General classification leader Juan Pedro Lopez was predictably not in the mix for the stage win but keeps ahold of the maglia rosa.

    Dainese hails Bardet after ending wait

    While Lopez did not feature prominently at the end of the stage, his GC rival Romain Bardet gave Dainese a key lead-out to set him up for triumph.

    Dainese said: "I was just trying to stay relaxed, following the guys, it's insane that Romain sitting third in GC (now fourth) gave me a lead-out to the last corner, that shows we really work as a team.

    "I was a bit boxed in but then I found a gap on the left and I just went to the line, I think I had Gaviria on the right, the last 20 metres I could pass him, that feels super."

    At 24 years, one month and 23 days, Dainese is the youngest Italian to win at the Giro since 2016.

    STAGE RESULT  

    1. Alberto Dainese (Team DSM) 4:19:04
    2. Fernando Gaviria (UAE Team Emirates) same time
    3. Simone Consonni (Cofidis) same time
    4. Arnaud Demare (Groupama-FDJ) same time
    5. Caleb Ewan (Lotto Soudal) same time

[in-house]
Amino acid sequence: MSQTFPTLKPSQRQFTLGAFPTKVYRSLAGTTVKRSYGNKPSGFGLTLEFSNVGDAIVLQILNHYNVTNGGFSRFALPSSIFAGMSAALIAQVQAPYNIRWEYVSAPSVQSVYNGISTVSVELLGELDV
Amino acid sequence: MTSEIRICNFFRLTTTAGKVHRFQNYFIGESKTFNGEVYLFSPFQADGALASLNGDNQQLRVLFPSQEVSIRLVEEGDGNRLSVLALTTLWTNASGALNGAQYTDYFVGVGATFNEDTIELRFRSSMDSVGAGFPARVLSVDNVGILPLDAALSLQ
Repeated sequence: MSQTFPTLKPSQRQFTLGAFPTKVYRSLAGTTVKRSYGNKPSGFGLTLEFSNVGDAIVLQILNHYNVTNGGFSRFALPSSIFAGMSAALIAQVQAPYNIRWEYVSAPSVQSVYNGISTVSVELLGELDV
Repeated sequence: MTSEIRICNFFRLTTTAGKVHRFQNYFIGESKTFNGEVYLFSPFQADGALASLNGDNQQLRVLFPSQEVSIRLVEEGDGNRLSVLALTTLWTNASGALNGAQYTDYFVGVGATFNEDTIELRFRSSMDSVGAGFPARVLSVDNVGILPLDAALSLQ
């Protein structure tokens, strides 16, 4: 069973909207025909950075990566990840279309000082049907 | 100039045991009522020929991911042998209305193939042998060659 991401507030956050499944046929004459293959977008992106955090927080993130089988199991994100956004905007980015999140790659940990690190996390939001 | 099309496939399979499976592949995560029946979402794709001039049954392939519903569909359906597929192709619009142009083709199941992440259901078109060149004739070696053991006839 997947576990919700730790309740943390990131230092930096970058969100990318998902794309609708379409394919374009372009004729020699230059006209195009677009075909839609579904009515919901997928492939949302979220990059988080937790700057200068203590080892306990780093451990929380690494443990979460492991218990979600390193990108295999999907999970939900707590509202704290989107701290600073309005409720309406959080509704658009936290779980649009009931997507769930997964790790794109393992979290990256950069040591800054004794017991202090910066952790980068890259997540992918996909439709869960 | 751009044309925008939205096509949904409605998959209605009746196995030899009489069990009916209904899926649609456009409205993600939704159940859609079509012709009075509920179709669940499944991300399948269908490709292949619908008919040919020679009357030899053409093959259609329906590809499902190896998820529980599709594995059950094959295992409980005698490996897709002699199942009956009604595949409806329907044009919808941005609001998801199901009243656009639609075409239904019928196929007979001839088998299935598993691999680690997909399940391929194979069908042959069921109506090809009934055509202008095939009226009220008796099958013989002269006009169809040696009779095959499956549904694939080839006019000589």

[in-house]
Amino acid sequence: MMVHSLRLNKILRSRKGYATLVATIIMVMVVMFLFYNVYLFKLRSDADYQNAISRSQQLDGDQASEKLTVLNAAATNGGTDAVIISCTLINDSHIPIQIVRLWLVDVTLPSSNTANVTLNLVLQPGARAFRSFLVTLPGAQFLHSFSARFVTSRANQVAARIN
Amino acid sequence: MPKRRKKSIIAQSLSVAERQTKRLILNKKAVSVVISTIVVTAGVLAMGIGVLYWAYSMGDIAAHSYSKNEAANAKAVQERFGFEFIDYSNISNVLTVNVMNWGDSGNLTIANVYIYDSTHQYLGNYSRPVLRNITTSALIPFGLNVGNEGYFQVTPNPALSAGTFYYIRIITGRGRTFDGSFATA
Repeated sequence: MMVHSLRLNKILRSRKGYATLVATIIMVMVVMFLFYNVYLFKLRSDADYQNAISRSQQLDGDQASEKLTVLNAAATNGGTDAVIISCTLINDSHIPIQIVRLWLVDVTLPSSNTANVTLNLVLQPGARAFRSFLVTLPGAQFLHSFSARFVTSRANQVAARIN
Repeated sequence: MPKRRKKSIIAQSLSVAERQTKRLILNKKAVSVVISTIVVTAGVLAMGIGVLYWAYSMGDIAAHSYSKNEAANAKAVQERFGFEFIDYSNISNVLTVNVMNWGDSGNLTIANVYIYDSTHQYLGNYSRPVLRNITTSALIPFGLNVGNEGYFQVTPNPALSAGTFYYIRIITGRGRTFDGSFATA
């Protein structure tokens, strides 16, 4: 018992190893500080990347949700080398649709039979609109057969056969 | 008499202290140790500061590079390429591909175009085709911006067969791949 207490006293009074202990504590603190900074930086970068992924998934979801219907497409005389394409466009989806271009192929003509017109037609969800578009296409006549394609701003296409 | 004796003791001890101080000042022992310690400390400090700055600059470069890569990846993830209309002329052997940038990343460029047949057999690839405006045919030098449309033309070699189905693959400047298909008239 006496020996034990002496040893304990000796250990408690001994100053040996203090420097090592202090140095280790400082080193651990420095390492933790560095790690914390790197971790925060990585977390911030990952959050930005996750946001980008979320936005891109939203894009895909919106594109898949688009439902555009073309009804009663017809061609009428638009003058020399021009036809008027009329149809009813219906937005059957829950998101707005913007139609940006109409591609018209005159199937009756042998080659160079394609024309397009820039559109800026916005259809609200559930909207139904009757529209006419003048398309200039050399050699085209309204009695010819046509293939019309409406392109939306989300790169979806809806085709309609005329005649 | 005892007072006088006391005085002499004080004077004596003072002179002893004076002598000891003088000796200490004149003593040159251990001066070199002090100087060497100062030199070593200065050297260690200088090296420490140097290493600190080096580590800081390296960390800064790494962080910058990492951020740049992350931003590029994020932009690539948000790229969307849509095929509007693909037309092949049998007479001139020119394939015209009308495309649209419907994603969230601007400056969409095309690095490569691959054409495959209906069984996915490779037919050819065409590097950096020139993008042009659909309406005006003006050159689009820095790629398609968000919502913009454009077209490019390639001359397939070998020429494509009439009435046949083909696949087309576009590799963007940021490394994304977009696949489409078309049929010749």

CLASSIFICATION STANDINGS   

    General Classification  

    1. Juan Pedro Lopez (Trek-Segafredo) 46:43:12
    2. Richard Carapaz (INEOS Grenadiers) +0:12
    3. Joao Almeida (UAE Team Emirates) +0:12

    Points Classification

    1. Arnaud Demare (Groupama-FDJ) 173
    2. Mark Cavendish (Quick-Step Alpha Vinyl) 96
    3. Fernando Gaviria (UAE Team Emirates) 91

    King of the Mountains  

    1. Diego Rosa (Eolo-Kometa) 83
    2. Koen Bouwman (Jumbo-Visma) 69
    3. Lennard Kamna (Bora-Hansgrohe) 43

  • What Luka can learn from LeBron, Harden and Warriors' other superstar playoff foes What Luka can learn from LeBron, Harden and Warriors' other superstar playoff foes

    Michael Jordan has company at last.

    The Chicago Bulls legend was for a long time the only player to average more than 30 points per game in the NBA playoffs, yet Luka Doncic is now writing his own name into the history books in Dallas.

    The Mavericks superstar has a long way to go before he can come anywhere close to matching Jordan's achievements, but he has been spectacular in scoring 32.7 points per game through his first four postseason series.

    Not only is Jordan (33.4 points per game) the sole player to top Doncic's mark across a playoff career, he alone since 1963-64 joins the former EuroLeague sensation in scoring more than 750 points over his first 23 postseason games (823 for Jordan, 751 for Doncic).

    These look to be early steps in a truly great NBA career for Doncic, and he could yet end this season as a champion.

    The Slovenian was outgunned taking on the Los Angeles Clippers on his own in the first round in consecutive years, but the Mavericks made bold moves this year – most notably appointing Jason Kidd and trading away Kristaps Porzingis – and are now in the Western Conference Finals.